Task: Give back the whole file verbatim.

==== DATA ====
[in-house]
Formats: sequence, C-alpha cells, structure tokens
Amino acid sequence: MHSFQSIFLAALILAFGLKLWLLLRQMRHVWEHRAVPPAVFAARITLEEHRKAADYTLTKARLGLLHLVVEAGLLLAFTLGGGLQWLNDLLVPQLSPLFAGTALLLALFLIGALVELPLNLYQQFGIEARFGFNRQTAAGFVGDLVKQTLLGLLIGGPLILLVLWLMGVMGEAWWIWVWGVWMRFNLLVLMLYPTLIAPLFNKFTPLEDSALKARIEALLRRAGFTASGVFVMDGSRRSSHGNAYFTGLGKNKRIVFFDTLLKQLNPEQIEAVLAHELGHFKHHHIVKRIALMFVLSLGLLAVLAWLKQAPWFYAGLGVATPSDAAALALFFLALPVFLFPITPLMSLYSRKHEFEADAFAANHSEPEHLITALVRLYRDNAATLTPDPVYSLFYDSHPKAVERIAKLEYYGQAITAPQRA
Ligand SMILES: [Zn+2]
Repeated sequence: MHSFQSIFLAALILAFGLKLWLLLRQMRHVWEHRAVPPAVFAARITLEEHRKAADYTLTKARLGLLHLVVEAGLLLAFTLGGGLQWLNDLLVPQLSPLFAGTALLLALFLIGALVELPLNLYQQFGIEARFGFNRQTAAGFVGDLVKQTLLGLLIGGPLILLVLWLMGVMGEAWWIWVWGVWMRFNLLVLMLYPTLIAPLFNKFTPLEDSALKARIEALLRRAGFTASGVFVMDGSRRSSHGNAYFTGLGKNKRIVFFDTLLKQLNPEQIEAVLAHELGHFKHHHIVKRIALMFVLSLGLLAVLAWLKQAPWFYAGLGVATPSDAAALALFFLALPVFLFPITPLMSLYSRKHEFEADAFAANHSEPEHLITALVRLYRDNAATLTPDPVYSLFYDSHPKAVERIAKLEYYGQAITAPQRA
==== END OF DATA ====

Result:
[in-house]
Formats: sequence, C-alpha cells, structure tokens
Amino acid sequence: MHSFQSIFLAALILAFGLKLWLLLRQMRHVWEHRAVPPAVFAARITLEEHRKAADYTLTKARLGLLHLVVEAGLLLAFTLGGGLQWLNDLLVPQLSPLFAGTALLLALFLIGALVELPLNLYQQFGIEARFGFNRQTAAGFVGDLVKQTLLGLLIGGPLILLVLWLMGVMGEAWWIWVWGVWMRFNLLVLMLYPTLIAPLFNKFTPLEDSALKARIEALLRRAGFTASGVFVMDGSRRSSHGNAYFTGLGKNKRIVFFDTLLKQLNPEQIEAVLAHELGHFKHHHIVKRIALMFVLSLGLLAVLAWLKQAPWFYAGLGVATPSDAAALALFFLALPVFLFPITPLMSLYSRKHEFEADAFAANHSEPEHLITALVRLYRDNAATLTPDPVYSLFYDSHPKAVERIAKLEYYGQAITAPQRA
Ligand SMILES: [Zn+2]
Repeated sequence: MHSFQSIFLAALILAFGLKLWLLLRQMRHVWEHRAVPPAVFAARITLEEHRKAADYTLTKARLGLLHLVVEAGLLLAFTLGGGLQWLNDLLVPQLSPLFAGTALLLALFLIGALVELPLNLYQQFGIEARFGFNRQTAAGFVGDLVKQTLLGLLIGGPLILLVLWLMGVMGEAWWIWVWGVWMRFNLLVLMLYPTLIAPLFNKFTPLEDSALKARIEALLRRAGFTASGVFVMDGSRRSSHGNAYFTGLGKNKRIVFFDTLLKQLNPEQIEAVLAHELGHFKHHHIVKRIALMFVLSLGLLAVLAWLKQAPWFYAGLGVATPSDAAALALFFLALPVFLFPITPLMSLYSRKHEFEADAFAANHSEPEHLITALVRLYRDNAATLTPDPVYSLFYDSHPKAVERIAKLEYYGQAITAPQRA